Another step up from Mount Elbrus in terms of technicality is Island Peak in Nepal. However, which mountain of the two you will find most strenuous will depend on your strengths and preferences. Locally called Imja Tse, the mountain sits at 6,189 metres high. At this elevation, oxygen levels are severely lacking, and you will feel it.

One of the most important success factors in climbing Island Peak is, therefore, the amount of time you spend getting there – the longer you give yourself to acclimatise, the better. That’s why we run our Island Peak treks over 15 days, giving you the best possible chance of acclimatising and thus not only reaching the summit, but also staying safe.

Island Peak is still technically a trekking peak, but it does require rope work, plus some abseiling on the way down. You will receive professional training in everything you need to do during the trek, but it is always helpful to get some practice before you leave. Why not try out rock climbing to get a feel for it?

Climbing Island Peak is strenuous and involves some technical elements, but it is achievable to those who put the time and work into preparation. The trek itself is exceptionally spectacular, with views of Ama Dablam, Mount Everest, Lhotse and so many more iconic peaks along the way.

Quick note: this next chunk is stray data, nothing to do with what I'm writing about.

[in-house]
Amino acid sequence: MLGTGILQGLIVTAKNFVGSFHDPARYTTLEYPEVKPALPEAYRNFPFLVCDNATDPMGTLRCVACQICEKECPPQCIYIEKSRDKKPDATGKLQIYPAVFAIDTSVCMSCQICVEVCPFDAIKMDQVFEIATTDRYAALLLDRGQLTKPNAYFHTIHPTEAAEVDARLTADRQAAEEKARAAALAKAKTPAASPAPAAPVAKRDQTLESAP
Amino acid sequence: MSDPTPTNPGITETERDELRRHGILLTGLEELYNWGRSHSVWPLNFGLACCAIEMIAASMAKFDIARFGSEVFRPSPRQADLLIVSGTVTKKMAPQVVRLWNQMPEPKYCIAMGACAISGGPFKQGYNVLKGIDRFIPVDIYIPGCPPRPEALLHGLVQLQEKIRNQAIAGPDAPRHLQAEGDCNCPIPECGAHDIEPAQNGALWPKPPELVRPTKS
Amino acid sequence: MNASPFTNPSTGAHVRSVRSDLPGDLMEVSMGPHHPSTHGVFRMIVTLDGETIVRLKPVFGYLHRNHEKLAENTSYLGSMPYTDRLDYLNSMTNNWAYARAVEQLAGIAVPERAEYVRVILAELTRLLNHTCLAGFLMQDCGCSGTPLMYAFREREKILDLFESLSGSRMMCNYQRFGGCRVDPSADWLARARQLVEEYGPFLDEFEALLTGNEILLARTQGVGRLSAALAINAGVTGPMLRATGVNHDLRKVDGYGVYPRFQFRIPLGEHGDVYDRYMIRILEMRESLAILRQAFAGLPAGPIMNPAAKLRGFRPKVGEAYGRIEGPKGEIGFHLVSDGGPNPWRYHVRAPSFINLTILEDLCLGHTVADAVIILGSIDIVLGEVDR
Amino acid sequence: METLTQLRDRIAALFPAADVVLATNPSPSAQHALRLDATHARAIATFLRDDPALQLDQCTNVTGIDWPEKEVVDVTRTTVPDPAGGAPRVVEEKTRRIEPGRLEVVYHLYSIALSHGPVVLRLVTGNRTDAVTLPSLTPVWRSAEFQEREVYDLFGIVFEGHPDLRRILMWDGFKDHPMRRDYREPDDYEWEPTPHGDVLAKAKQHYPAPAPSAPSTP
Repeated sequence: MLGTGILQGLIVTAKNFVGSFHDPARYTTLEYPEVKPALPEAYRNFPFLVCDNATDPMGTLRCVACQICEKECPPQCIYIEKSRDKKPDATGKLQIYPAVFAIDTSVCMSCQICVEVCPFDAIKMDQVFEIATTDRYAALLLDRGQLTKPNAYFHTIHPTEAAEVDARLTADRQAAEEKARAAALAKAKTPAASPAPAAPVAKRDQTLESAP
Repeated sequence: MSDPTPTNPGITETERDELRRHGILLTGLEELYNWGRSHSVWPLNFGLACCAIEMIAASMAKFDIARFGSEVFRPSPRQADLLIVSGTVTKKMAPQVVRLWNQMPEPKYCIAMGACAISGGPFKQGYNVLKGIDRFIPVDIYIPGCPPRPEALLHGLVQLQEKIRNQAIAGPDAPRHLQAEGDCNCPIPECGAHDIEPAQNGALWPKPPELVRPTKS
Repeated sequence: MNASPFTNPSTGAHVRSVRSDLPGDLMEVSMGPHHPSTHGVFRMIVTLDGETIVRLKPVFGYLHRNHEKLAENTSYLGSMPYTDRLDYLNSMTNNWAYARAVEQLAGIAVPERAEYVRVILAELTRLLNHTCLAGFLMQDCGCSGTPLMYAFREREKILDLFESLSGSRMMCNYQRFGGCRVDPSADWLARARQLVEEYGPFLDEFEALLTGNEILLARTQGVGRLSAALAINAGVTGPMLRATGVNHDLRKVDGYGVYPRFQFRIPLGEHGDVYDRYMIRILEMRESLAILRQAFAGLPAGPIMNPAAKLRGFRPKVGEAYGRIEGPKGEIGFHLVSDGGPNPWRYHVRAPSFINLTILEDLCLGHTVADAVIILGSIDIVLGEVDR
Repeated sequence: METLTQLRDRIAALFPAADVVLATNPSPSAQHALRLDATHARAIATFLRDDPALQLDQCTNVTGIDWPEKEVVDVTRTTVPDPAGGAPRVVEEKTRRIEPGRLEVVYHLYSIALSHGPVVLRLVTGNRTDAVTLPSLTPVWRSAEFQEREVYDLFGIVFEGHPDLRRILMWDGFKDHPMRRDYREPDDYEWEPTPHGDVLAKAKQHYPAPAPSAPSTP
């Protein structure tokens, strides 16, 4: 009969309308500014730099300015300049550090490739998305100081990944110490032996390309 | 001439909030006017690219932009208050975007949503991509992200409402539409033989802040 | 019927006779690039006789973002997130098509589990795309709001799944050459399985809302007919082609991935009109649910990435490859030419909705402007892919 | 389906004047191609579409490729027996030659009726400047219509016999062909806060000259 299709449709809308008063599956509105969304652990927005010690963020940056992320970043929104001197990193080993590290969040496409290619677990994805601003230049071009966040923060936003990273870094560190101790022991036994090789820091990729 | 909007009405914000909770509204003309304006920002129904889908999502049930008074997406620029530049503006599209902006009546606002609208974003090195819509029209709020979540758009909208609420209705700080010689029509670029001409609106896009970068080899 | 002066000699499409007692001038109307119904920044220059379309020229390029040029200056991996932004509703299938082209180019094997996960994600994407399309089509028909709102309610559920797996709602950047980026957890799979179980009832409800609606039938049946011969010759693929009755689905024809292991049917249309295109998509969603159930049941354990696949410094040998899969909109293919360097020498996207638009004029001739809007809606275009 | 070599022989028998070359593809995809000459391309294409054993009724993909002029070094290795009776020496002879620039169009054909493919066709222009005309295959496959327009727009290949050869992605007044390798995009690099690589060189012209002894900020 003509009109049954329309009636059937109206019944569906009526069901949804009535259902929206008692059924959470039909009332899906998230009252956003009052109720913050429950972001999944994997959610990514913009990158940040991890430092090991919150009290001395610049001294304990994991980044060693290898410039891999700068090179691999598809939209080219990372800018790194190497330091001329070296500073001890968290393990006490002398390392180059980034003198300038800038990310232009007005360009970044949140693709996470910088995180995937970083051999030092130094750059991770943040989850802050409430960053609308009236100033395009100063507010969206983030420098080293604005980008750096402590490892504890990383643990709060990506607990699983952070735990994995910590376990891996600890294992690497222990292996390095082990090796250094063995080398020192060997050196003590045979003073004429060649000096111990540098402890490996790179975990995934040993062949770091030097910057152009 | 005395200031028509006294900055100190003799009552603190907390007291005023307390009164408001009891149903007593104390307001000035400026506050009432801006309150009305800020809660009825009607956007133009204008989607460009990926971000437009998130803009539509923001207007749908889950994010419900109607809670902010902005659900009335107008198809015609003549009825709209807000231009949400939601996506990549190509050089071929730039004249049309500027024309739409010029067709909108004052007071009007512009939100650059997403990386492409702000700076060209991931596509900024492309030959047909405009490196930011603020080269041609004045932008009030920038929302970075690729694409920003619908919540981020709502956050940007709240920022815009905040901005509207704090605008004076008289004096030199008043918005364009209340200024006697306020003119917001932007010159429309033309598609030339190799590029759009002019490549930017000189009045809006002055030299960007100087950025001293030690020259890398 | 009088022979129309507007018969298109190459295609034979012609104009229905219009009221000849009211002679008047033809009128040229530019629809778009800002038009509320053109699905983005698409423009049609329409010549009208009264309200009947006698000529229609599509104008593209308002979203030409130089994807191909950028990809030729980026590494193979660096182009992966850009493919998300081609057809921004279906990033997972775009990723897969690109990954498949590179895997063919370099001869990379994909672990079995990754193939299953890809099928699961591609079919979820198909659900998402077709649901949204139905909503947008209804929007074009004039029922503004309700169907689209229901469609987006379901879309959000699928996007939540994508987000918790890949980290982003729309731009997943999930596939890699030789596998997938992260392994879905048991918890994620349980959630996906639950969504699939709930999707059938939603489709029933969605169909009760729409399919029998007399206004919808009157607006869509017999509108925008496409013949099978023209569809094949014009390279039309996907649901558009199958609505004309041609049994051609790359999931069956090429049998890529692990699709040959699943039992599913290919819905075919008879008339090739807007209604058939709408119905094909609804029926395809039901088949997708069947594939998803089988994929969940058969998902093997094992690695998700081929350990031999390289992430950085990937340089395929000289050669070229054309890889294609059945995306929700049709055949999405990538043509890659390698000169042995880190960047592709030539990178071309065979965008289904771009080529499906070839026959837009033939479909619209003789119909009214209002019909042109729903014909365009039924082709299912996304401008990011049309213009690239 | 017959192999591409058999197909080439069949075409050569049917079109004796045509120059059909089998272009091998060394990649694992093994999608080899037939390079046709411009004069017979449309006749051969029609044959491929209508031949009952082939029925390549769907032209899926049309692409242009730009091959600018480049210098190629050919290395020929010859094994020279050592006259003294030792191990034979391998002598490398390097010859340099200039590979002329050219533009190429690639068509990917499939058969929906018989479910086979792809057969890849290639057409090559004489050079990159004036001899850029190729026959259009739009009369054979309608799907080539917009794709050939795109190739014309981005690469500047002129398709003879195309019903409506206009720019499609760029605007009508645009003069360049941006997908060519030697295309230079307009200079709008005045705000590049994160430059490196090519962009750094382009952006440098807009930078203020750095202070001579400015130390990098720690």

How do I get there?

There are several skills you should practise before setting out to climb Mount Elbrus or Island Peak. These include:

  • Fitting crampons and harnesses
  • Walking on snowfield with crampons Fitting crampons and harnesses
  • Hiking with an ice axe
  • Trekking in the cold
  • Tying into and walking with ropes
  • Basic rock climbing
  • Ice axe arrests

Besides these essential skills, it is important to get your general levels of cardiovascular fitness as high as you can before attempting either trek. The best way to do this is by hillwalking whilst carrying weight – as this is the closest simulation of what you’ll actually be doing during the trip. However, you can also consider running and other fitness regimes to improve your overall stamina and strength.

The final consideration for moving up from Mount Kilimanjaro to Mount Elbrus or Island Peak is getting the right kit. We provide the essential safety equipment such as ropes on our trips, but it is good to be familiar with using them before you fly out, so practising using crampons, harnesses and ice axes beforehand is a good idea.

You will also need to ensure that your clothing and sleeping equipment is warm enough to keep you safe and comfortable in the colder climates of high-altitude Russia and Nepal. It may have been chilly on Kili’s summit night, but these peaks are at a whole new level!

Those are our top tips for where to set your sights after summiting Mount Kilimanjaro. However, every individual’s experience of the mountains varies, so if you’re looking for your next challenge, we strongly advise you to contact us and discuss the options for your next adventure. After all, we’re always full of ideas when it comes to travel! You can reach us on 01769 309 007.